Over the course of the book, though entertained as I was, I began to long for a more canny speaker that was self-aware of the predicament and willing to risk commentary on it, to attempt a psychological review. Perhaps to do so would have meant the game was up, that a centered self had been identified and pinned down. Eleanor and her many manifestations, however, do not wish to be pinned down. The game is to be played until the final buzzer.

The poems work within the concept of the book, but standing alone, they do not make much of an impact. [In fact, only two of the poems appeared in literary journals . . . this could be a result of Cowles’s not sending them out]. I can’t remember one particular piece in my readings that struck me as the poem that a reader could step back and say “That was the quintessential poem in the book in the way it summed up all the rest.” Each poem is an integral part of the overall effect. This is why the book hangs together so well. Each poem seems crafted to further the central idea of a slippery persona that may or may not be the author herself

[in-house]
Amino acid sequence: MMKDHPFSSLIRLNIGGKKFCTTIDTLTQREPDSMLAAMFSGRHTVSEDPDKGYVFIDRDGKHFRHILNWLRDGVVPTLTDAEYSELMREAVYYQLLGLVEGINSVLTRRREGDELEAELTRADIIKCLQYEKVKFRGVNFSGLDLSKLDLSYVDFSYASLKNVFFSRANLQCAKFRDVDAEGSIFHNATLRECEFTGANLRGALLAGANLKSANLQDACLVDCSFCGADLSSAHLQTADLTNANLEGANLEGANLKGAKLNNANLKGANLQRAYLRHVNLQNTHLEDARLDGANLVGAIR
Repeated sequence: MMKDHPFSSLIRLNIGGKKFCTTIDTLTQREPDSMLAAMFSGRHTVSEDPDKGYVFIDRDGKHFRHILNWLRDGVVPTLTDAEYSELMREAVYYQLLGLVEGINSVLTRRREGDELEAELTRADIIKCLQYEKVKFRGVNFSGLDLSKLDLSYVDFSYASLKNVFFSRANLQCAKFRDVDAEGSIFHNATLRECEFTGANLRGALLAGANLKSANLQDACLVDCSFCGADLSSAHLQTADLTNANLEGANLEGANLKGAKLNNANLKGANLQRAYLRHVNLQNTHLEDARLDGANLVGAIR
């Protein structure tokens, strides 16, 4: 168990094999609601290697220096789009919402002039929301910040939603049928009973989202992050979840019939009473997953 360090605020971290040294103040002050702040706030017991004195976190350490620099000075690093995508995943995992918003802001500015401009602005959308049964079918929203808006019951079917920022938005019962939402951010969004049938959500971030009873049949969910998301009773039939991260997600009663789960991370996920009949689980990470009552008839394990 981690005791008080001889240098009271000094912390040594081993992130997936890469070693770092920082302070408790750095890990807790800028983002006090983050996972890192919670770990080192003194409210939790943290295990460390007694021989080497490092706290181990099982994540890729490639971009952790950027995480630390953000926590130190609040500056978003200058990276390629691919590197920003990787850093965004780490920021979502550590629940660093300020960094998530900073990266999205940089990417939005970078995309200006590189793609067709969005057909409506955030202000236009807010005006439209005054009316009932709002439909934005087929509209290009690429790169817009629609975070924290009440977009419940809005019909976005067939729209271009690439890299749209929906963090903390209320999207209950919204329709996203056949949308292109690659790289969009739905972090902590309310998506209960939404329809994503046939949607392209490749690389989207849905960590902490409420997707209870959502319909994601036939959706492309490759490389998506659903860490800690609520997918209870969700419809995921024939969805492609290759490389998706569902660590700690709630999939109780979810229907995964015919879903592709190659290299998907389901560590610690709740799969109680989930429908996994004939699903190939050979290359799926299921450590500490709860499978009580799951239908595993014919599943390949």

As I think about the flatness of language and the accumulation of detail in the poems, I wonder if this strategy (if it is a strategy) has the effect of not making any of the poems “identifiable” in the same way that neither Eleanor/Kathryn in the poems is clearly distinguishable from each other.

Cowles very successfully chooses different modes by which to approach the concept of the slippery Eleanor. At the end of section 1 Cowles employs and interview with Eleanor in which the interviewer lobs a question at Eleanor that she is supposed to answer with full candor. The Eleanor character is not up to the task. She purposefully evades the sincere answer, then at the end arrives at the mock conclusion that “you can learn a lot about a person by asking.” Of course, the aim of the poem is to illustrate that she is not sincere about this claim either.